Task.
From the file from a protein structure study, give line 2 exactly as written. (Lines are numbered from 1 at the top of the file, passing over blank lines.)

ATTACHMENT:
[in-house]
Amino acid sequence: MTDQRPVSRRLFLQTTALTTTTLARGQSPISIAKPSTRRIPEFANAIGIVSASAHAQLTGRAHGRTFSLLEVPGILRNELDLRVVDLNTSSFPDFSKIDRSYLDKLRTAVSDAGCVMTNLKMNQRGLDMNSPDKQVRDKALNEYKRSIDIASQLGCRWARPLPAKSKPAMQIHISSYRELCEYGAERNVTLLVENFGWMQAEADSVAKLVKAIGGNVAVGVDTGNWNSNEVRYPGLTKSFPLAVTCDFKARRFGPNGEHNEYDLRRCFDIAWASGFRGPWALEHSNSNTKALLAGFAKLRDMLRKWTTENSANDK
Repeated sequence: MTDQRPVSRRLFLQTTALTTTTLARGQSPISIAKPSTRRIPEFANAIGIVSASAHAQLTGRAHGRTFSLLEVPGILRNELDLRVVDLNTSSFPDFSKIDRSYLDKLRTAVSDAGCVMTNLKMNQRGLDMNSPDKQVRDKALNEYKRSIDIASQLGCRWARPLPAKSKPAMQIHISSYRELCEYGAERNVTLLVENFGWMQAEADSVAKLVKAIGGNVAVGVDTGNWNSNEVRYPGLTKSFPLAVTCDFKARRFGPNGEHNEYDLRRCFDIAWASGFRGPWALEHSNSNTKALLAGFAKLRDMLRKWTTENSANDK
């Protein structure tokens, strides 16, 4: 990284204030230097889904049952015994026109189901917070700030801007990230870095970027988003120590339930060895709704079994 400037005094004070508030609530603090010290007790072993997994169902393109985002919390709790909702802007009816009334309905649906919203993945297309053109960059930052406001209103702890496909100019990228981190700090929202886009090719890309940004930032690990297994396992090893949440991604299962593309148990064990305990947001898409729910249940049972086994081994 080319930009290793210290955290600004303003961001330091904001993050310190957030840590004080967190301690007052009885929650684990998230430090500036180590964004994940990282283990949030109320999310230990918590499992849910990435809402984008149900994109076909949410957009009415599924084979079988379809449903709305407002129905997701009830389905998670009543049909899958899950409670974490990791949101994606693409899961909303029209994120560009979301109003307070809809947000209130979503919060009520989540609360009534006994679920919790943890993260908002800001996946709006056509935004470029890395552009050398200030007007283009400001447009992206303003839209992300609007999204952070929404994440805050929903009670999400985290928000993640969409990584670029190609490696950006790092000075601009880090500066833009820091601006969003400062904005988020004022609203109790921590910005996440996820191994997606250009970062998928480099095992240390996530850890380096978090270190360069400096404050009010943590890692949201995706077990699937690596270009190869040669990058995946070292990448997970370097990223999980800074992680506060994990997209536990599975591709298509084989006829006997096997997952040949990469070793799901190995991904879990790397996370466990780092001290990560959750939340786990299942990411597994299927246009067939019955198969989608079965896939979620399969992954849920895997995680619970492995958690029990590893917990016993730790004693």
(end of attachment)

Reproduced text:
Amino acid sequence: MTDQRPVSRRLFLQTTALTTTTLARGQSPISIAKPSTRRIPEFANAIGIVSASAHAQLTGRAHGRTFSLLEVPGILRNELDLRVVDLNTSSFPDFSKIDRSYLDKLRTAVSDAGCVMTNLKMNQRGLDMNSPDKQVRDKALNEYKRSIDIASQLGCRWARPLPAKSKPAMQIHISSYRELCEYGAERNVTLLVENFGWMQAEADSVAKLVKAIGGNVAVGVDTGNWNSNEVRYPGLTKSFPLAVTCDFKARRFGPNGEHNEYDLRRCFDIAWASGFRGPWALEHSNSNTKALLAGFAKLRDMLRKWTTENSANDK